This is the closest you’ll get to a real human visiting your URL, as it uses the real desktop browser applications to perform the URL analysis.

Headless/Emulated Browsers

The tool enters its URL into a browser script to load your website, capturing the resulting loading data.

There is no user interface, which makes it lighter and faster in its operation.

The most popular headless browsers are PhantomJS and SlimerJS.

Here is the type of browser that each tool uses to analyze its URL:


Real browsers

  • Firefox (default)
  • Chrome
  • Chrome (Android)


Real browsers

  • Firefox (including versions in development)
  • Chrome (including Beta and Canary versions)
  • Opera (including Beta and development versions)
  • IE/Edge (depending on location)


  • Probably a real browser (based on the user agent)


  • Probably emulated browsers

GTmetrix, WebPagetest and Pingdom use real browsers and devices in their performance tests.

This means that the results captured are representative of what a real user would see on their end using the same browser/device combination.

Other services may instead use headless/emulator browsers, which could slightly alter the loading time or behaviour of a web page.


  • Real browsers provide a better indication of your website’s performance.
  • Most headless/emultiple browsers are based on engines such as Webkit or Gecko.
  • Because these engines are complex, they are often outdated, and therefore cannot run full or updated functionality that their real-world browser counterparts can.
  • Things like HTTP/2 or Flash may not work or be supported, which means your page load may not be fully reflected.

Other Features

Along with the key differences listed above, there are other features that distinguish each service from the others.

Here are some key features that each service has:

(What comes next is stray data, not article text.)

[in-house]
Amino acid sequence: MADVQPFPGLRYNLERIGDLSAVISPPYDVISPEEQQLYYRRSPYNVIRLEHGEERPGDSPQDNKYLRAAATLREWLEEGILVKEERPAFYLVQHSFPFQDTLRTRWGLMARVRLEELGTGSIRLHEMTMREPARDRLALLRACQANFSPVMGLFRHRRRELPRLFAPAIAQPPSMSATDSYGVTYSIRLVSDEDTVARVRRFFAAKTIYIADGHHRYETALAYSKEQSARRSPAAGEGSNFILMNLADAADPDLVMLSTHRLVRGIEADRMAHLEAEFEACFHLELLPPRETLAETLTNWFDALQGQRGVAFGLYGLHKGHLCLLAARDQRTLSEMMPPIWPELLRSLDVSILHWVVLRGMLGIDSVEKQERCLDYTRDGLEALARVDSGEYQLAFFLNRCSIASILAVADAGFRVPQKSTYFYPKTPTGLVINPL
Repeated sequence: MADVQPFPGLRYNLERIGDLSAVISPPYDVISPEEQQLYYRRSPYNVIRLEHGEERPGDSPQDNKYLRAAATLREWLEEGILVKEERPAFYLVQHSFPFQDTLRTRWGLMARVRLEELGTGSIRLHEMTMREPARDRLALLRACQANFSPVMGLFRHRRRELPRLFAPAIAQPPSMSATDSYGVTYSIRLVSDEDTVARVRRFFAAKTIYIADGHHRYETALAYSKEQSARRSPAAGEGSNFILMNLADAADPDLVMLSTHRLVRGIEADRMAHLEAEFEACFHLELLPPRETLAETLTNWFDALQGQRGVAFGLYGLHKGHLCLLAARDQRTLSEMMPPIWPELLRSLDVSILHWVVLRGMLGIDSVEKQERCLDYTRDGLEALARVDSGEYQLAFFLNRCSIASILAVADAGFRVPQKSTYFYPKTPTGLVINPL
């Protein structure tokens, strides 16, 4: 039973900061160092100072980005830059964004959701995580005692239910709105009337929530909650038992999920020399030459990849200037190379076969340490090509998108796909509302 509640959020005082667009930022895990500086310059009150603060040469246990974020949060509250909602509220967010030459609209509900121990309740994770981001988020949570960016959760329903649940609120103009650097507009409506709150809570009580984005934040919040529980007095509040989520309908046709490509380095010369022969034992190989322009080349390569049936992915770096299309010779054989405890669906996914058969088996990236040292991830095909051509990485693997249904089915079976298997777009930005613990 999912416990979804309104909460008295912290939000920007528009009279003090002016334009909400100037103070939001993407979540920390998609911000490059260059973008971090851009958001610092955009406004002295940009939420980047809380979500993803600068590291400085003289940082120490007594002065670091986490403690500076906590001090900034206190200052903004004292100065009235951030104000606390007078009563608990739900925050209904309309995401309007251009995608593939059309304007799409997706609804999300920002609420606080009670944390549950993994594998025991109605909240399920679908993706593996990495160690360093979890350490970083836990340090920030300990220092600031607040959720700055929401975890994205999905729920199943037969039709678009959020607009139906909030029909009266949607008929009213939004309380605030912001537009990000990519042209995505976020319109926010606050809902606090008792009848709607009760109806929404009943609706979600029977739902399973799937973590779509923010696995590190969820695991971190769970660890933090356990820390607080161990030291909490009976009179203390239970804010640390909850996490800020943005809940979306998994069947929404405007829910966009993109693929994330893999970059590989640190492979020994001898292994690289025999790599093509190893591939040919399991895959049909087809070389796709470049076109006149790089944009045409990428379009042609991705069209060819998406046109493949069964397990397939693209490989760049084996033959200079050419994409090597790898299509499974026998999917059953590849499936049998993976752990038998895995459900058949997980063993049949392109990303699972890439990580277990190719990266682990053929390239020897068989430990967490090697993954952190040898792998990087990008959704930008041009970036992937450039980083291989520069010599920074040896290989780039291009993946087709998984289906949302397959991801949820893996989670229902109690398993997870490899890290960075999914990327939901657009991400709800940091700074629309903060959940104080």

• Connection throttle options (no acceleration by default)
  • HTTP/2 support
  • Multiple test resolutions
  • Simulated devices
  • Consistent hardware provision for each test site
  • Monitoring and historical comparison


  • Connection throttle options (default cable)
  • HTTP/2 support
  • Test resolution 1024×696
  • Repeat visual tests
  • Real hardware for Android phones and tablets
  • Advanced features (disable JavaScript, capture network dump, capture Chrome timeline, scripting)
  • Provision of potentially inconsistent hardware for each test site
  • Historical comparison


  • No connection throttle options
  • No HTTP/2 support
  • Test resolution 1024×878
  • Hardware procurement is unknown
  • No historical follow-up
  • Advanced functionality of the waterfall chart (filtering, sorting, etc.)


  • Emulated mobile network
  • No HTTP/2 support
  • Procurement of unknown hardware
  • Offers desktop and mobile resolutions, but exact dimensions are unknown

Here is a breakdown of the main features and why they are important:

Connection Throttle

Naturally, the speed at which the user connects to your website determines the upload speed.

Both GTmetrix and WebPagetest offer the possibility to speed up connections to simulate the different types of Internet connections your users may have.

Pingdom Tools does not have any acceleration function.

HTTP/2 support

HTTP/2 is an improved version of HTTP/1.1 that attempts to correct some of the major drawbacks of the original protocol.

Generally speaking, if implemented and used correctly, a web page would load faster over HTTP/2 than over normal HTTP/1.1.

Some of these improvements are:

  • The ability to allow multiple requests over the same connection (unlike HTTP/1.1, which almost always requires a per-request connection)
  • A more “computer-friendly” message protocol